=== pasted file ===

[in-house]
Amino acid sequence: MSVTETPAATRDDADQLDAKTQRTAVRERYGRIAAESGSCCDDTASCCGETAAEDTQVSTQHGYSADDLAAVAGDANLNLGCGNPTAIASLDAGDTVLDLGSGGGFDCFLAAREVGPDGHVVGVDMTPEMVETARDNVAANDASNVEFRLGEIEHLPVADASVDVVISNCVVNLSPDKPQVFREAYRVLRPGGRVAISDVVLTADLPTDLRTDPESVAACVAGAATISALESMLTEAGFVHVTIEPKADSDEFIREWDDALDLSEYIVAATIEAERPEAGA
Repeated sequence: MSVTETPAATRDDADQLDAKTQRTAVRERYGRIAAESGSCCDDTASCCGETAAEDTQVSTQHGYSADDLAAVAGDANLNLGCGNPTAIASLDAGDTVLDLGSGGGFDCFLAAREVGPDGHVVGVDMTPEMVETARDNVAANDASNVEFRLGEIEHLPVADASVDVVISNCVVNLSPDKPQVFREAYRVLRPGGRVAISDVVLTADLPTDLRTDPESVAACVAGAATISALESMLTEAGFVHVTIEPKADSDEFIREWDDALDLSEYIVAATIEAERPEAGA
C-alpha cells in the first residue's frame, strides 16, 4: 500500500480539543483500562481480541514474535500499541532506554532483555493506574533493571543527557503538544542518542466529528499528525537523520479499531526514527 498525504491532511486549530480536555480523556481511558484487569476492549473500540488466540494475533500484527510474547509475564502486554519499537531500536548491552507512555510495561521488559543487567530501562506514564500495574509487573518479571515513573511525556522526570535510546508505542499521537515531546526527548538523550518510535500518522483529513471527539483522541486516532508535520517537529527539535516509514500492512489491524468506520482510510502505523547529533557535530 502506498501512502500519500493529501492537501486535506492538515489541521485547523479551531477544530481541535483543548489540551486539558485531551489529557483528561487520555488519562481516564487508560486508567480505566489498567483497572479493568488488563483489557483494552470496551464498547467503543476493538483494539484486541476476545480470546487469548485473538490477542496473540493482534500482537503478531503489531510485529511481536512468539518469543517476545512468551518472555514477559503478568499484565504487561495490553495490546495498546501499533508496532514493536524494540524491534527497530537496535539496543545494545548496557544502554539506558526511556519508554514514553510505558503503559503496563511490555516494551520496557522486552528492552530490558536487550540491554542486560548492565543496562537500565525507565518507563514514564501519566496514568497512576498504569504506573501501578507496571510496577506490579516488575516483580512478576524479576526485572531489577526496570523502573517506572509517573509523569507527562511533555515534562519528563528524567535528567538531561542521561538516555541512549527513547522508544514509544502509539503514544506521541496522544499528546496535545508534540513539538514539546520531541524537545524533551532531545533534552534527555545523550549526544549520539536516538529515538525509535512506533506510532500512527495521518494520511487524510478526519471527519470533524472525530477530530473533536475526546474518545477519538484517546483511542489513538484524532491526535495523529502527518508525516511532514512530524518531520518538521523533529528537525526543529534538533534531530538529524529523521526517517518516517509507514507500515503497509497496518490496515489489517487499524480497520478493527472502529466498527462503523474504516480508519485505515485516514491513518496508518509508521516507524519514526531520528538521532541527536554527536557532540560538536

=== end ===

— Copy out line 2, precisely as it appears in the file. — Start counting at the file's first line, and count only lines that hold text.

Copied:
Amino acid sequence: MSVTETPAATRDDADQLDAKTQRTAVRERYGRIAAESGSCCDDTASCCGETAAEDTQVSTQHGYSADDLAAVAGDANLNLGCGNPTAIASLDAGDTVLDLGSGGGFDCFLAAREVGPDGHVVGVDMTPEMVETARDNVAANDASNVEFRLGEIEHLPVADASVDVVISNCVVNLSPDKPQVFREAYRVLRPGGRVAISDVVLTADLPTDLRTDPESVAACVAGAATISALESMLTEAGFVHVTIEPKADSDEFIREWDDALDLSEYIVAATIEAERPEAGA